Table Of Contents


Chapter 1. Introduction
Focus of the Book
Domain of Preclinical Speech Science
Domain of Preclinical Hearing Science

Chapter 2. Breathing and Speech Production
Anatomy of the Breathing Apparatus
Forces of Breathing
Movements of Breathing
Control Variables of Breathing
Neural Control of Breathing
Ventilation and Gas Exchange During Tidal Breathing
Breathing and Speech Production
Variables That Influence Speech Breathing

Chapter 3. Laryngeal Function and Speech Production
Anatomy of the Laryngeal Apparatus
Forces of the Laryngeal Apparatus
Movements of the Laryngeal Apparatus
Control Variables of Laryngeal Function
Neural Substrates of Laryngeal Control
Laryngeal Functions
Laryngeal Function in Speech Production
Variables That Influence Laryngeal Function During Speech Production

Chapter 4. Velopharyngeal-Nasal Function and Speech Production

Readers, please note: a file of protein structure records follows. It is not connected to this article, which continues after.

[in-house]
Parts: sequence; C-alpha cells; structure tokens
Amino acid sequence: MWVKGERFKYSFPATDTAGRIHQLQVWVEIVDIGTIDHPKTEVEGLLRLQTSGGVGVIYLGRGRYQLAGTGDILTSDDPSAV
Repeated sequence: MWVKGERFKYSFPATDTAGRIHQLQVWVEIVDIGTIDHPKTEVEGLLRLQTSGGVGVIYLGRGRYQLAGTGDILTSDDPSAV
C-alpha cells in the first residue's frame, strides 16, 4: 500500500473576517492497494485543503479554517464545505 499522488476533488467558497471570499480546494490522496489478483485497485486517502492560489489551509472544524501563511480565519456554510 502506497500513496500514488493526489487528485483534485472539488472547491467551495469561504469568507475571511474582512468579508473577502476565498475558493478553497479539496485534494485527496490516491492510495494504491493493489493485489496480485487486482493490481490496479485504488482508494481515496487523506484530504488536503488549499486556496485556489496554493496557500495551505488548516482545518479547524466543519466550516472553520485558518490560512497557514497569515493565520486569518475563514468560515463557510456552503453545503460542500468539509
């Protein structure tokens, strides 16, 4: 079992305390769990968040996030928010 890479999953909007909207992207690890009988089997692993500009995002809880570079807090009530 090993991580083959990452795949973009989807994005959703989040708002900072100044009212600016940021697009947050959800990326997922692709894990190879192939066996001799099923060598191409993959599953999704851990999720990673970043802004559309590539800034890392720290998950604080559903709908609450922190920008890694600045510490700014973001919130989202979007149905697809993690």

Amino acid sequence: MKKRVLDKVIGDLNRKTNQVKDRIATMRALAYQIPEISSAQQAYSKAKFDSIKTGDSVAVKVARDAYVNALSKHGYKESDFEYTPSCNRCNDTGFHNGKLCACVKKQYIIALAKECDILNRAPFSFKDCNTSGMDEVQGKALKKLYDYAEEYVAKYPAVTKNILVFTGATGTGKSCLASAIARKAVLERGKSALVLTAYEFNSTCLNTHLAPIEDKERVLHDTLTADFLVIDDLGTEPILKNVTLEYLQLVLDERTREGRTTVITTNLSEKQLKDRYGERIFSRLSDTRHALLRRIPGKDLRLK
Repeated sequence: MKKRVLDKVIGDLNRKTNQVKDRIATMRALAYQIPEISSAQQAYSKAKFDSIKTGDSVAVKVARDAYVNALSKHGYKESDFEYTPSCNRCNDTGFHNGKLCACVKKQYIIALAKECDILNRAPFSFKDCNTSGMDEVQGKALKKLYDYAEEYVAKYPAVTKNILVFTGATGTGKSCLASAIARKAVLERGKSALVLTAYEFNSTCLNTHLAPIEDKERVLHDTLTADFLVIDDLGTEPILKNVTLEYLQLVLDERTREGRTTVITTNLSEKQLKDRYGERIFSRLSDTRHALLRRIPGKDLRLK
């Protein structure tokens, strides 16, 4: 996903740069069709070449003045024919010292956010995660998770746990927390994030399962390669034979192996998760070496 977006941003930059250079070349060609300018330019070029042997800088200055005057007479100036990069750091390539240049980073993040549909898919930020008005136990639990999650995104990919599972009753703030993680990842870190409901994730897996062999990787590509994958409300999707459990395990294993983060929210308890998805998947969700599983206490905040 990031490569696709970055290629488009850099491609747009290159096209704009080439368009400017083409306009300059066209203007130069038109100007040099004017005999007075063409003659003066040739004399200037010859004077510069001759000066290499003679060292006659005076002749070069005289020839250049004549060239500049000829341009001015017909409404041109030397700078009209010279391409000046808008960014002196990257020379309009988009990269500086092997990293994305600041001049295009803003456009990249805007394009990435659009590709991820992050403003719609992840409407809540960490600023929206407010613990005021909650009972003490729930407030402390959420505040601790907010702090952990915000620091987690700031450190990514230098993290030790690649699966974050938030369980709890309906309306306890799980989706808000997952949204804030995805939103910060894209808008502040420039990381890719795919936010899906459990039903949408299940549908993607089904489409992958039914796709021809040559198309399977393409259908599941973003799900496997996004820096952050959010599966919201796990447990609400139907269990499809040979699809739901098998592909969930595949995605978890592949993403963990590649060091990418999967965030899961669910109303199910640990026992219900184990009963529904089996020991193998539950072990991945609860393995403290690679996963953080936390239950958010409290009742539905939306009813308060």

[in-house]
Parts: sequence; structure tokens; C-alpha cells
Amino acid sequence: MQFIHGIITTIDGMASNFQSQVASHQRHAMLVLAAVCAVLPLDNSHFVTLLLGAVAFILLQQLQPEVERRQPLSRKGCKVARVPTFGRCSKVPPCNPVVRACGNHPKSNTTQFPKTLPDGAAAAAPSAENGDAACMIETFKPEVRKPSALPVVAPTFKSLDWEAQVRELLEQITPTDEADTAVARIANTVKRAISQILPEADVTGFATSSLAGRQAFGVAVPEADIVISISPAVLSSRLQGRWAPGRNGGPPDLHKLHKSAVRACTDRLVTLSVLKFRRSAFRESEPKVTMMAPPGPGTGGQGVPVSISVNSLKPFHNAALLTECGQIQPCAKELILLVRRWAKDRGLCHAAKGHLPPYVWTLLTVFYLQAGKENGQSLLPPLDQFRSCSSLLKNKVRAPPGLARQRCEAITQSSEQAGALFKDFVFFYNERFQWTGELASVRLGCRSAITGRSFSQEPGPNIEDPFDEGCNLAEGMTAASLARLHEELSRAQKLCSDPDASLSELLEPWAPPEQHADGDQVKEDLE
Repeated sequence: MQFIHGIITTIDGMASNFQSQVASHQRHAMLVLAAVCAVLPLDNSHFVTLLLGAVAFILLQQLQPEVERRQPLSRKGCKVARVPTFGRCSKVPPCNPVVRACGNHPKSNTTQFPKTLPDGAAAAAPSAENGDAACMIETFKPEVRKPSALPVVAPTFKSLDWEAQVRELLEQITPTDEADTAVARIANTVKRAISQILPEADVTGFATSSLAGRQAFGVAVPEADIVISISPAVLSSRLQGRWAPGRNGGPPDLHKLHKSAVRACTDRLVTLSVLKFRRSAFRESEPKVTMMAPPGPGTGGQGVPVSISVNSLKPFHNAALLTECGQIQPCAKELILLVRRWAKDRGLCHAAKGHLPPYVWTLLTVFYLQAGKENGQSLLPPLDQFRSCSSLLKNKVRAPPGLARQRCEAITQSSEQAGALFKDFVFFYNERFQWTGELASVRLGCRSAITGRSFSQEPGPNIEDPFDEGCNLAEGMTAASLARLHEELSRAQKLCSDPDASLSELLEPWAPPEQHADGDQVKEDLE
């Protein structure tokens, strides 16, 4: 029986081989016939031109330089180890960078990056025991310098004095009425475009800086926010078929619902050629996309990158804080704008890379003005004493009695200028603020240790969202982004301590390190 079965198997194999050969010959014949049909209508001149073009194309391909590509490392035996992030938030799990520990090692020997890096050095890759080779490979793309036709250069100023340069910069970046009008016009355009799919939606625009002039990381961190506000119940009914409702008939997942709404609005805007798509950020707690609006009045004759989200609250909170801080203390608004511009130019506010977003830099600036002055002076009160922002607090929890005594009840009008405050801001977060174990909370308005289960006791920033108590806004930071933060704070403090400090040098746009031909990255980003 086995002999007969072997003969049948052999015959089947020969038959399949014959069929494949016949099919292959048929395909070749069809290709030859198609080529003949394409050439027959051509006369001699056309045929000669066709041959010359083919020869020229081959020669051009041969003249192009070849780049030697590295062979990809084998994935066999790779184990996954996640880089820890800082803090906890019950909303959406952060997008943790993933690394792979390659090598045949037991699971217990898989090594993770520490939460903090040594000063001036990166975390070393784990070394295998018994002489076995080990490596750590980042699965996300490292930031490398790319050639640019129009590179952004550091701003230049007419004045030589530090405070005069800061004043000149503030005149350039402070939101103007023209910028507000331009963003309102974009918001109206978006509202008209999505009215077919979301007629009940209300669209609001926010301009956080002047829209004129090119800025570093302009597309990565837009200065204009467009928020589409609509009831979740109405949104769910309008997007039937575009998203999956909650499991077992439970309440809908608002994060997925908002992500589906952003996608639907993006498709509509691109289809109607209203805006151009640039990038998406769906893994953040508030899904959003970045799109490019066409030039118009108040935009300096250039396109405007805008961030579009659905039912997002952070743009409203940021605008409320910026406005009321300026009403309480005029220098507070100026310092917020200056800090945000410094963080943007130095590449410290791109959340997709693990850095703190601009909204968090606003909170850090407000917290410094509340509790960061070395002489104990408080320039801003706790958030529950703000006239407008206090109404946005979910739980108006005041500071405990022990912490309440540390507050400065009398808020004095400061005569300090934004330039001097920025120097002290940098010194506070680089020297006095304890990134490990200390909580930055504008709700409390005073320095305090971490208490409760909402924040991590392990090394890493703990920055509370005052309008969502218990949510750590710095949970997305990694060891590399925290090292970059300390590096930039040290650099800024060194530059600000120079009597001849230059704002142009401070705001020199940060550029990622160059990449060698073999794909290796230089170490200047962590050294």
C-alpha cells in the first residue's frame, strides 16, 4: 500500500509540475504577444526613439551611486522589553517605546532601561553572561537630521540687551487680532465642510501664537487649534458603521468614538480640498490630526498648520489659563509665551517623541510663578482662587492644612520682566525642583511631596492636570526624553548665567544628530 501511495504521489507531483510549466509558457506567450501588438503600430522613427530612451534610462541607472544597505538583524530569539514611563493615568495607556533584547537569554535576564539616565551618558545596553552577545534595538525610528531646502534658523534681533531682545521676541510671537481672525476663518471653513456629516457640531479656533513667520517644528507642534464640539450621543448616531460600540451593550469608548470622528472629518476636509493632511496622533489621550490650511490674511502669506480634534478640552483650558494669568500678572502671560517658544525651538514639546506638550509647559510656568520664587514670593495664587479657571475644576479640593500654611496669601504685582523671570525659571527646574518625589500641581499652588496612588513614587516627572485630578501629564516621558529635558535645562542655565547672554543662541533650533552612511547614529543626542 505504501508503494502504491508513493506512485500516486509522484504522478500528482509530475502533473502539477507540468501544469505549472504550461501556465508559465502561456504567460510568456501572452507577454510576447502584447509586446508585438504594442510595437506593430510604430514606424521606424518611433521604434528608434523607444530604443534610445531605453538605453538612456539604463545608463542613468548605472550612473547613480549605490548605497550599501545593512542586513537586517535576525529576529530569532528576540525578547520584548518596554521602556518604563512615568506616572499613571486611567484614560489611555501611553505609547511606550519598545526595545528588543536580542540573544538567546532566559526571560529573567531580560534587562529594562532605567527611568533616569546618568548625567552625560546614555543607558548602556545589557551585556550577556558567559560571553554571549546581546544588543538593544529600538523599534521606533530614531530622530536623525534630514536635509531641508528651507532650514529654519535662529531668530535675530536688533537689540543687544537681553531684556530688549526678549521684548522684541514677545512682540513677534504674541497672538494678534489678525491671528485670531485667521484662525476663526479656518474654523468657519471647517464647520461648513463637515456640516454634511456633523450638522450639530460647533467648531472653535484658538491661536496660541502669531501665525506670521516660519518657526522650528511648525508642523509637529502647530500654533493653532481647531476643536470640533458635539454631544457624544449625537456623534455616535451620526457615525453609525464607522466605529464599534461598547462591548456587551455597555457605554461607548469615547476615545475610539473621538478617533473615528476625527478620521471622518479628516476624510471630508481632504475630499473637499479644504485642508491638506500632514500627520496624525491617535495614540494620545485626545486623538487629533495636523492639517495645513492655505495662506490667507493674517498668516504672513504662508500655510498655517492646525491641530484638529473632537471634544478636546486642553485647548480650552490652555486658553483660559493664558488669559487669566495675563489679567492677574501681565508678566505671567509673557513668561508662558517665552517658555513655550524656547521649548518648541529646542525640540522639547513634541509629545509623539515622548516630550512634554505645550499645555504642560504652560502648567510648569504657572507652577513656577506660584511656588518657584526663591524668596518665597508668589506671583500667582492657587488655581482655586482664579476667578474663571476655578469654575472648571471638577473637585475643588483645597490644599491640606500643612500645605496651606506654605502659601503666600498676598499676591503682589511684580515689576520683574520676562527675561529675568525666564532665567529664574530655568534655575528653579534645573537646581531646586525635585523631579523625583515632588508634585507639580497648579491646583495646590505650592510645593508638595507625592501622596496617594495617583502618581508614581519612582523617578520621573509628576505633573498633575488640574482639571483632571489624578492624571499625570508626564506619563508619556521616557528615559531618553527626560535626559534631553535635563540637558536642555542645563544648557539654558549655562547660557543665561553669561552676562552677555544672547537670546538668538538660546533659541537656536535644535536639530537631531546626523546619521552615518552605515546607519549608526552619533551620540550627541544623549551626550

Anatomy of the Velopharyngeal-Nasal Apparatus
Forces of the Velopharyngeal-Nasal Apparatus
Movements of the Velopharyngeal-Nasal Apparatus
Control Variables of Velopharyngeal-Nasal Function
Neural Substrates of Velopharyngeal-Nasal Control
Velopharyngeal-Nasal Functions
Ventilation and Velopharyngeal-Nasal Function
Velopharyngeal-Nasal Function and Speech Production
Variables That Influence Velopharyngeal-Nasal Function

Chapter 5. Pharyngeal-Oral Function and Speech Production
Anatomy of the Pharyngeal-Oral Apparatus
Forces of the Pharyngeal-Oral Apparatus
Movements of the Pharyngeal-Oral Apparatus
Control Variables of Pharyngeal-Oral Function